Wrap launches new industry guidelines for food date labels
Waste agency Wrap has today (29 November) unveiled a new date label guidance for food manufacturers and retailers to help tackle the amount of edible food discarded in UK homes.
Around 600,000 tonnes of consumer food waste are triggered each year due to date label confusion among shoppers, Wrap claims.
The organisation is calling on industry to prioritise ‘best before’ over ‘use by’, which it says should only be used when there is a food safety reason. Only one date label should be used on any product, businesses are being urged.
Wrap also wants to see a new little blue fridge icon for foods which should be kept chilled. It is currently working with the UK’s largest food companies to help them make changes across own brand and branded items.
Wrap chief executive Marcus Gover said: “A key way to help reduce household food waste is to give people as long as possible to use the food they buy. Labelling information can help with many aspects of this.
“Telling people clearly how long a product can be consumed once opened, and giving consistent and simple information about storing and freezing, will help people keep their food fresher for longer, and give more options to freeze the food and use it later- rather than binning food that could have been eaten.”
Saving money and waste
Wrap recommends the use of consistent temperate advice for chilled foods, which it claims can add an average three days life to food and save households £280m a year. A snowflake logo should be used where products are suitable for freezing, the agency insists.
A Wrap survey found that changes to packaging and labelling could help avoid around 350,000 tonnes of food waste each year, saving consumers an estimated £1bn.
In recent years, there has been more pasteurised fruit juices and hard cheeses moving from ‘use by’ to best before, and more fresh produce carrying advice to store in the fridge.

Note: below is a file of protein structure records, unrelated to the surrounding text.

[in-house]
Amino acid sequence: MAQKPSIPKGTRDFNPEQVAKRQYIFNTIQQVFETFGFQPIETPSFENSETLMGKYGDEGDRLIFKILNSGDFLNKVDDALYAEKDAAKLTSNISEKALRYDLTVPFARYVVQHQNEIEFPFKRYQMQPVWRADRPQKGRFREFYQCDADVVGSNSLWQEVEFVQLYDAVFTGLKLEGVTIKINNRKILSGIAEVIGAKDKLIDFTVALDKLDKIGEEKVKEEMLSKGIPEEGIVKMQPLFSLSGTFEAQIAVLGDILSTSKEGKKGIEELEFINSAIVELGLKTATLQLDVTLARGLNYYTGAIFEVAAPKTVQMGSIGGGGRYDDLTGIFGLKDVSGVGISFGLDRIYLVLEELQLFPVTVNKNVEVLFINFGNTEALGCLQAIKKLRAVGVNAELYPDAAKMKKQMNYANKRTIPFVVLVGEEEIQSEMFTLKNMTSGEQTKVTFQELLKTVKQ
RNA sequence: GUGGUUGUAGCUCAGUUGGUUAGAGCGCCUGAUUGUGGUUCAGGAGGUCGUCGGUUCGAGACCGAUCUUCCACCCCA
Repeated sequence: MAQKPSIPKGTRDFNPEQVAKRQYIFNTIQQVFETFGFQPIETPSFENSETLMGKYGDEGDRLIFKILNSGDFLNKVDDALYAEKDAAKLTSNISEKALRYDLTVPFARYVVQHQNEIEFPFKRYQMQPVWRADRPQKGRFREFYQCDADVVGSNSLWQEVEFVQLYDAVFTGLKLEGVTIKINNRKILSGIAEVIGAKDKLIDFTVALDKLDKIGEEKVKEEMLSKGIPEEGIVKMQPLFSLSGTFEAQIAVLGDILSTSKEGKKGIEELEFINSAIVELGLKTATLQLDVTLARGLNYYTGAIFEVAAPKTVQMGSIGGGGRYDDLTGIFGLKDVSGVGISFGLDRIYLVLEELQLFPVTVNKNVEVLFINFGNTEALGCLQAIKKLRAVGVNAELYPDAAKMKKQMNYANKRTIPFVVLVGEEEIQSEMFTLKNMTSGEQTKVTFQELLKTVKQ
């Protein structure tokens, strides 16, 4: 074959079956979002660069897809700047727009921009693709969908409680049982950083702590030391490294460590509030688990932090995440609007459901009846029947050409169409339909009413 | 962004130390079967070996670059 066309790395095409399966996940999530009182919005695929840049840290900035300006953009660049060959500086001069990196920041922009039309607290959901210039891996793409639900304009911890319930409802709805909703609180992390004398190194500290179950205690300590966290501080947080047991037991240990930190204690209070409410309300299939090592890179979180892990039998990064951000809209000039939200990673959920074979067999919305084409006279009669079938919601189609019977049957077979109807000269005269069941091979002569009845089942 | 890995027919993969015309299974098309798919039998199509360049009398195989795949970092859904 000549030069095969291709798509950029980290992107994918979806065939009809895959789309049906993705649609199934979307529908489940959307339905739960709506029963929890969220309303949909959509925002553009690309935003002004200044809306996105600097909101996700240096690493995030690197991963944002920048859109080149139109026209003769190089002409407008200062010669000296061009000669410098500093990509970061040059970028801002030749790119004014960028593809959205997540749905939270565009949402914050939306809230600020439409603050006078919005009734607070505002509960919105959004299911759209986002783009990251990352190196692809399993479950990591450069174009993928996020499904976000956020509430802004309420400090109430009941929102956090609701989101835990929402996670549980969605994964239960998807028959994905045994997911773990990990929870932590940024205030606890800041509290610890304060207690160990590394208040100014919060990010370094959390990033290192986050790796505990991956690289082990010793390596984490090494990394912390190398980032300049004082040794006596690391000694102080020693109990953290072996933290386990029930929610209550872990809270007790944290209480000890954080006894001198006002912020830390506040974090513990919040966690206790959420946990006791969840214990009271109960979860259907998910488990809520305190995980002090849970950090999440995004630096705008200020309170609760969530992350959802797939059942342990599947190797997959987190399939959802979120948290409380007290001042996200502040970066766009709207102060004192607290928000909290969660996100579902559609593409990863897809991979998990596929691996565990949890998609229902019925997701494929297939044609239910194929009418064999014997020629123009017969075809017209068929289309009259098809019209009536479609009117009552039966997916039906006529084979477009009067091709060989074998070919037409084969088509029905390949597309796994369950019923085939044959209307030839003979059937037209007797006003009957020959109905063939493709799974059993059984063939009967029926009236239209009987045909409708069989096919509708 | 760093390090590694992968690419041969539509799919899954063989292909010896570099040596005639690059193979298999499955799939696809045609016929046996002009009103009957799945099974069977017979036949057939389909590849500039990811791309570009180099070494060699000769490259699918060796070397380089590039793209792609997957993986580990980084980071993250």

The new guidance has been produced with support from the Food Standards Agency and Defra. Environment Minister Therese Coffey called on all food businesses to use the guidelines to reduce waste and save money for consumers.
“We know that confusing labels can contribute to food waste by suggesting that edible items need to be thrown away sooner than is necessary,” Coffey said.
“This new guidance will make packaging much clearer for consumers, saving them money and reducing waste. I encourage all food businesses, large and small, to use this guidance to help them put the right date mark on food and help to guide people on the refrigeration and freezing of products which are crucial to reducing the amount of edible food thrown away.”
Top multinationals including Tesco, Kellogg and Walmart have already committed to simplify food date labels globally by 2020.
UK households throw away 7.3 million tonnes of food each year – equating to around £470 worth of food being needlessly discarded every year by the average home.
In the new year, Wrap will deliver a series of digital campaigns about using and storing food such as poultry, bread and potatoes, half of which are thrown away each day.
The campaigns will focus on key behaviours driving food waste among 18-35 year olds. Evidence suggests that a generational gap in attitudes towards eating is helping to fuel the UK’s food waste mountain, driven by time-poor millennials who do not understand the value of the food on their plate.
It is understood that Wrap’s schemes will take a similar approach as Sainsbury’s Swandlincote food waste campaign, which donated 15,000 fridge thermometers to households across the town to enable consumers to check whether their fridge was at the optimum temperature for storing food.
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